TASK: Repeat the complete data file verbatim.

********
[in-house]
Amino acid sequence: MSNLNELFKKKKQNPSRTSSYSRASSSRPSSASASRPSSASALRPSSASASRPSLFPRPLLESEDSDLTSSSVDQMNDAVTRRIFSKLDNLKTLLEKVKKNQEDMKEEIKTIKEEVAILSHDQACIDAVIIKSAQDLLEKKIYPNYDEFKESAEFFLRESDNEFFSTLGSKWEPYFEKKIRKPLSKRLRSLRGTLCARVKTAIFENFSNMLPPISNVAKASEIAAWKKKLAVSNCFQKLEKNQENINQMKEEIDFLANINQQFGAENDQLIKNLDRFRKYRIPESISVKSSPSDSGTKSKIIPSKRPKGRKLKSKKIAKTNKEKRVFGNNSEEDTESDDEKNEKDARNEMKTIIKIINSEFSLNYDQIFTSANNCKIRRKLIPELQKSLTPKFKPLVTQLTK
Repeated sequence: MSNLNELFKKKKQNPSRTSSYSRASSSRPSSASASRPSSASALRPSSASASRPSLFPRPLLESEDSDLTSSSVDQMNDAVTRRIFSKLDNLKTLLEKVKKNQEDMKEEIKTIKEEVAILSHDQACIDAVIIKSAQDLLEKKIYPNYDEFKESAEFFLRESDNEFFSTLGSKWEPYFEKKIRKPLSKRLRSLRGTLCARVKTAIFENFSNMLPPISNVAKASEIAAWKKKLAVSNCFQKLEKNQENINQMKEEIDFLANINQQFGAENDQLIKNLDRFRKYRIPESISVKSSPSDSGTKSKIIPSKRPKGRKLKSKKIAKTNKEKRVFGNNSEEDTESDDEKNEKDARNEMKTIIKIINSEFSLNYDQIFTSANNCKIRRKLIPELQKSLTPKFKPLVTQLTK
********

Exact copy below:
[in-house]
Amino acid sequence: MSNLNELFKKKKQNPSRTSSYSRASSSRPSSASASRPSSASALRPSSASASRPSLFPRPLLESEDSDLTSSSVDQMNDAVTRRIFSKLDNLKTLLEKVKKNQEDMKEEIKTIKEEVAILSHDQACIDAVIIKSAQDLLEKKIYPNYDEFKESAEFFLRESDNEFFSTLGSKWEPYFEKKIRKPLSKRLRSLRGTLCARVKTAIFENFSNMLPPISNVAKASEIAAWKKKLAVSNCFQKLEKNQENINQMKEEIDFLANINQQFGAENDQLIKNLDRFRKYRIPESISVKSSPSDSGTKSKIIPSKRPKGRKLKSKKIAKTNKEKRVFGNNSEEDTESDDEKNEKDARNEMKTIIKIINSEFSLNYDQIFTSANNCKIRRKLIPELQKSLTPKFKPLVTQLTK
Repeated sequence: MSNLNELFKKKKQNPSRTSSYSRASSSRPSSASASRPSSASALRPSSASASRPSLFPRPLLESEDSDLTSSSVDQMNDAVTRRIFSKLDNLKTLLEKVKKNQEDMKEEIKTIKEEVAILSHDQACIDAVIIKSAQDLLEKKIYPNYDEFKESAEFFLRESDNEFFSTLGSKWEPYFEKKIRKPLSKRLRSLRGTLCARVKTAIFENFSNMLPPISNVAKASEIAAWKKKLAVSNCFQKLEKNQENINQMKEEIDFLANINQQFGAENDQLIKNLDRFRKYRIPESISVKSSPSDSGTKSKIIPSKRPKGRKLKSKKIAKTNKEKRVFGNNSEEDTESDDEKNEKDARNEMKTIIKIINSEFSLNYDQIFTSANNCKIRRKLIPELQKSLTPKFKPLVTQLTK